The Pay Off

You know those songs that are long and winding and take their time getting to the best part? I love those songs. There’s something about having to wait for that moment that makes it all the sweeter when it arrives. I first started thinking about this when I had Deerhunter’s Microcastle on high rotation. I really love title track, Microcastle. It’s a meandering, almost painfully slow and yet wonderfully sweet song with sparse lyrics of perfect ambiguity. The body of the song is great but the end is the by far the best part. The way the chords change from a bittersweet melancholy into a driving, uplifting crescendo is just aural bliss.

I can’t explain why it’s so satisfying to listen to one of these songs. They’re different to the kind of songs that give us the usual structure of verse chorus bridge verse chorus etc or even traditional classical forms. In those songs repetition is king, but these little gems only let us enjoy the best part once. Perhaps it’s because the song takes you on more of a linear journey with a definite destination. There are heaps great rock examples including any number of Pink Floyd’s contributions like The Great Gig in the Sky. Another one I like is Faith No More’s Malpractice which is kind of a reverse version of a climax because it reduces down to a dainty synth phrase that enhances both the beauty of that small moment of respite and also the intensity of the song. But there are no rules here. The song doesn’t necessarily have to be endured or free from structure to be considered a Pay Off song. I guess it’s just one of those songs where there is one moment when it all comes together, brilliant and fleeting. Like all the best things in life really. Some shining examples of instrumental pieces with worthy pay offs are;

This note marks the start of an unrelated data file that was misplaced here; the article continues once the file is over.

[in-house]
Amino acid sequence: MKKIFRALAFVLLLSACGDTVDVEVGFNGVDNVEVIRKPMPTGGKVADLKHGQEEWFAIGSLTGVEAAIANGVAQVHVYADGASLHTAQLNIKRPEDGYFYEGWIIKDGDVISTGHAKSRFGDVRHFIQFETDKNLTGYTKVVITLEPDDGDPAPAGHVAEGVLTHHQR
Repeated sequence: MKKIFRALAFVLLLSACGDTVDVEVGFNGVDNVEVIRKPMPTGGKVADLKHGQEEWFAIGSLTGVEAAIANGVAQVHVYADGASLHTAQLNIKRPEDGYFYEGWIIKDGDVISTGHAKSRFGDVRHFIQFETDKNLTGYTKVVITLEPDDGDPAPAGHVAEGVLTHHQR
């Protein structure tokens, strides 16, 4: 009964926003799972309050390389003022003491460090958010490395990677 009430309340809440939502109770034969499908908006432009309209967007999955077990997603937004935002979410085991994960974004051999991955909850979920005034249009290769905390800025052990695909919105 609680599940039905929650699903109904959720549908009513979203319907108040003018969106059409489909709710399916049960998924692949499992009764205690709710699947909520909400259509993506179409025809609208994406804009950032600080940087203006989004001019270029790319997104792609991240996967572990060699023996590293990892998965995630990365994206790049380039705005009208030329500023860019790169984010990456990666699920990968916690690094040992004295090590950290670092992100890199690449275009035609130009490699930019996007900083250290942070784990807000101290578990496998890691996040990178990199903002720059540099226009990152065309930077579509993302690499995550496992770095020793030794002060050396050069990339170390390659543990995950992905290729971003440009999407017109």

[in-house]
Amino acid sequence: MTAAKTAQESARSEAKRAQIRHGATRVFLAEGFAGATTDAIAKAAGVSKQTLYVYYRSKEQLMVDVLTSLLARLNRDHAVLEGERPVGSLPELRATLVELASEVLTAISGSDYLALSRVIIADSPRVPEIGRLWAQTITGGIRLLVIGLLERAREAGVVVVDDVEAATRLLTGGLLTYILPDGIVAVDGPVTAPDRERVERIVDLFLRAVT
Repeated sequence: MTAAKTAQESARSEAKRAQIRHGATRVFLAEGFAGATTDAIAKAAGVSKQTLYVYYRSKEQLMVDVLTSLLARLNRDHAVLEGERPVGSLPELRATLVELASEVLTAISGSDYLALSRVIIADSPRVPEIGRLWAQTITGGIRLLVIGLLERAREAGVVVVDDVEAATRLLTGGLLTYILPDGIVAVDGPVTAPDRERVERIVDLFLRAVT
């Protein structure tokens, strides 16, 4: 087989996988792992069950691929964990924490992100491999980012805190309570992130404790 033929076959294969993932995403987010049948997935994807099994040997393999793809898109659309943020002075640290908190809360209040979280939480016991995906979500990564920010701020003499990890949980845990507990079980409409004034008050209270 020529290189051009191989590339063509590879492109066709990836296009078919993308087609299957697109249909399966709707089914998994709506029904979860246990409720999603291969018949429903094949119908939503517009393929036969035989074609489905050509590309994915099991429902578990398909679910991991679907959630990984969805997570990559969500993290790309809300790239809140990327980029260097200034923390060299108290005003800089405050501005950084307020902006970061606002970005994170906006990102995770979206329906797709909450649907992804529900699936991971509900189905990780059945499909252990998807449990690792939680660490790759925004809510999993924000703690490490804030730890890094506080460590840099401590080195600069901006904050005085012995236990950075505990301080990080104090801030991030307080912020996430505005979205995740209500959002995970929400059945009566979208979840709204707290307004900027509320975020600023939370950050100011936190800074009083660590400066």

Peter Broderick’s A Glacier

Mascagni’s Intermezzo from Cavalleria Rusticana

Elmer Bernstein’s Madame Olenska from The Age of Innocence score. (This piece can be heard in this scene from the movie)

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